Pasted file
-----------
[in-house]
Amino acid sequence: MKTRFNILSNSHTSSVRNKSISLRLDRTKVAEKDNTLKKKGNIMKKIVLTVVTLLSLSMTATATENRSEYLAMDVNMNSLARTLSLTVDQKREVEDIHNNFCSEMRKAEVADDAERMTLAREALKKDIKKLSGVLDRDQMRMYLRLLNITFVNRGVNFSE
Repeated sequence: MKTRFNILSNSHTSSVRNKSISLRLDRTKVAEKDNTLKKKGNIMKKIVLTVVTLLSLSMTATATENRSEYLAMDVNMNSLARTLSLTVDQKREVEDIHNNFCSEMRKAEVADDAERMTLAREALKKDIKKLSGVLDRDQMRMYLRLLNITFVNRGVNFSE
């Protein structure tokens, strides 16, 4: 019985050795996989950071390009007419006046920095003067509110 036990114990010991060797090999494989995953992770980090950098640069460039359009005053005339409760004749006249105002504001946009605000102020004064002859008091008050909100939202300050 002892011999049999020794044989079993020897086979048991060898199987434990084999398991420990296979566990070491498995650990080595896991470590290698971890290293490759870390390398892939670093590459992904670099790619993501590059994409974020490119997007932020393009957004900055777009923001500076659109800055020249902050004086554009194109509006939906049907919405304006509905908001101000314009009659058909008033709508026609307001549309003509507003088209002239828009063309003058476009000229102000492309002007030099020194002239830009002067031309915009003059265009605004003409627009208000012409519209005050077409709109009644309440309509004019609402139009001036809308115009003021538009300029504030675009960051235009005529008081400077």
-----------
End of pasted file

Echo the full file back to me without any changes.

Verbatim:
[in-house]
Amino acid sequence: MKTRFNILSNSHTSSVRNKSISLRLDRTKVAEKDNTLKKKGNIMKKIVLTVVTLLSLSMTATATENRSEYLAMDVNMNSLARTLSLTVDQKREVEDIHNNFCSEMRKAEVADDAERMTLAREALKKDIKKLSGVLDRDQMRMYLRLLNITFVNRGVNFSE
Repeated sequence: MKTRFNILSNSHTSSVRNKSISLRLDRTKVAEKDNTLKKKGNIMKKIVLTVVTLLSLSMTATATENRSEYLAMDVNMNSLARTLSLTVDQKREVEDIHNNFCSEMRKAEVADDAERMTLAREALKKDIKKLSGVLDRDQMRMYLRLLNITFVNRGVNFSE
């Protein structure tokens, strides 16, 4: 019985050795996989950071390009007419006046920095003067509110 036990114990010991060797090999494989995953992770980090950098640069460039359009005053005339409760004749006249105002504001946009605000102020004064002859008091008050909100939202300050 002892011999049999020794044989079993020897086979048991060898199987434990084999398991420990296979566990070491498995650990080595896991470590290698971890290293490759870390390398892939670093590459992904670099790619993501590059994409974020490119997007932020393009957004900055777009923001500076659109800055020249902050004086554009194109509006939906049907919405304006509905908001101000314009009659058909008033709508026609307001549309003509507003088209002239828009063309003058476009000229102000492309002007030099020194002239830009002067031309915009003059265009605004003409627009208000012409519209005050077409709109009644309440309509004019609402139009001036809308115009003021538009300029504030675009960051235009005529008081400077």